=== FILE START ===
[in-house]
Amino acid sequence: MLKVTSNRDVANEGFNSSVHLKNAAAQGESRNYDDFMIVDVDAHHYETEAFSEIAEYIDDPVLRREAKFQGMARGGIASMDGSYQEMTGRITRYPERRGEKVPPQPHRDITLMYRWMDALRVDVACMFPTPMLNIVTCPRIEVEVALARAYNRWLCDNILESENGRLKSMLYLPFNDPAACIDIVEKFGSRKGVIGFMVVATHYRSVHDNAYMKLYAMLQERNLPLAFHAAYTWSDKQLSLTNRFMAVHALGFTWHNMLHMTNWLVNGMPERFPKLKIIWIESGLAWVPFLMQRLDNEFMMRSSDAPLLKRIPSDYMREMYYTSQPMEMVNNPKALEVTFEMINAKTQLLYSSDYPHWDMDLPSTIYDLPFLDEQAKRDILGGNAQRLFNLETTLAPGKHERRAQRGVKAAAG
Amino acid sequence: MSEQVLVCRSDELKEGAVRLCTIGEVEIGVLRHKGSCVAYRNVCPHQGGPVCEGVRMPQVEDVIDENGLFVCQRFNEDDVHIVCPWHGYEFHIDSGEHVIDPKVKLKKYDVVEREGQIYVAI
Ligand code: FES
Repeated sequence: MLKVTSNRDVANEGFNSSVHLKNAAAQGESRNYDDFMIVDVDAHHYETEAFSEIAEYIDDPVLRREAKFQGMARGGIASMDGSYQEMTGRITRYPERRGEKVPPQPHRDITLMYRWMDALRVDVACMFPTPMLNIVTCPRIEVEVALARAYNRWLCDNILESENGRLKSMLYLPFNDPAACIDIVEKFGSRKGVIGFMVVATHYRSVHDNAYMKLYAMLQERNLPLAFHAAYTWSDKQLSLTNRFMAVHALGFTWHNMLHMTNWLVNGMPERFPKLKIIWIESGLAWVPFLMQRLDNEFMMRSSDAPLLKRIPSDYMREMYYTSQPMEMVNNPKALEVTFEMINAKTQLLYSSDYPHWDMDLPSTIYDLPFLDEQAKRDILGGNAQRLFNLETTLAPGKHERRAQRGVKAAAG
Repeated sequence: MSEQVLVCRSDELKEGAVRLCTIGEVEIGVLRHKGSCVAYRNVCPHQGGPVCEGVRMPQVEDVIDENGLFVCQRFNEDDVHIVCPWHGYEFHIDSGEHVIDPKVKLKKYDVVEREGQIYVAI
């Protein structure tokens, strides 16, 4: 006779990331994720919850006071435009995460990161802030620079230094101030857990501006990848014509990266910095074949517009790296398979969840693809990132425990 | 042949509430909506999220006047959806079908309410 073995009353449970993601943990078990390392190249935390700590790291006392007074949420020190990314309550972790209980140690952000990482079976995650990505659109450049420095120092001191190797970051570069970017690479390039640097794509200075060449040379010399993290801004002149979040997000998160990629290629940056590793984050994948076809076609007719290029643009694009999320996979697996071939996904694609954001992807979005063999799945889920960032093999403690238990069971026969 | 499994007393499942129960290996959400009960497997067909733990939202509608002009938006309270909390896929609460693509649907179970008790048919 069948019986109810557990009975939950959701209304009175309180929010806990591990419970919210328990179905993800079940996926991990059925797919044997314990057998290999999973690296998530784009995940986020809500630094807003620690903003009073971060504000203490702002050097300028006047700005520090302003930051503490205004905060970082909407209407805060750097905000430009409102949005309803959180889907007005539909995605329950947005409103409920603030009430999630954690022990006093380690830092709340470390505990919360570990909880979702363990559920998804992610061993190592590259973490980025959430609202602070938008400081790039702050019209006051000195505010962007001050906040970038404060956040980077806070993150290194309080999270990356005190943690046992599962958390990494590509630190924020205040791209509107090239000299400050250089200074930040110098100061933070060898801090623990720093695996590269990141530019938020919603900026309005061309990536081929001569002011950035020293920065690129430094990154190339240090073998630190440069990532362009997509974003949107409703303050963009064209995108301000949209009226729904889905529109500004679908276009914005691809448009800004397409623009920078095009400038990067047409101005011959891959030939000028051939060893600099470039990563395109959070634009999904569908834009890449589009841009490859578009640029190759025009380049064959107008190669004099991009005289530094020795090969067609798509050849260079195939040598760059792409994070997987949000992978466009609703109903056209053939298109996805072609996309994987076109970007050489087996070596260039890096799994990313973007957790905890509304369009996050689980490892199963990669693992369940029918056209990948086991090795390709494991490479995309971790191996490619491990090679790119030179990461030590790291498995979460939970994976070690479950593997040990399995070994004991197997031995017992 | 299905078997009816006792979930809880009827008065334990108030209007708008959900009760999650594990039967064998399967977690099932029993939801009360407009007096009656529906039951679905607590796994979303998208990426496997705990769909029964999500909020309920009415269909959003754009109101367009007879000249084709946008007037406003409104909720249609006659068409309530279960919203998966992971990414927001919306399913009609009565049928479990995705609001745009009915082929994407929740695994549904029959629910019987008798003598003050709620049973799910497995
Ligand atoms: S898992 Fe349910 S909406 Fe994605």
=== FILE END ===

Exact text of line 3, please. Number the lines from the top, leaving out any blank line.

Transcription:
Amino acid sequence: MSEQVLVCRSDELKEGAVRLCTIGEVEIGVLRHKGSCVAYRNVCPHQGGPVCEGVRMPQVEDVIDENGLFVCQRFNEDDVHIVCPWHGYEFHIDSGEHVIDPKVKLKKYDVVEREGQIYVAI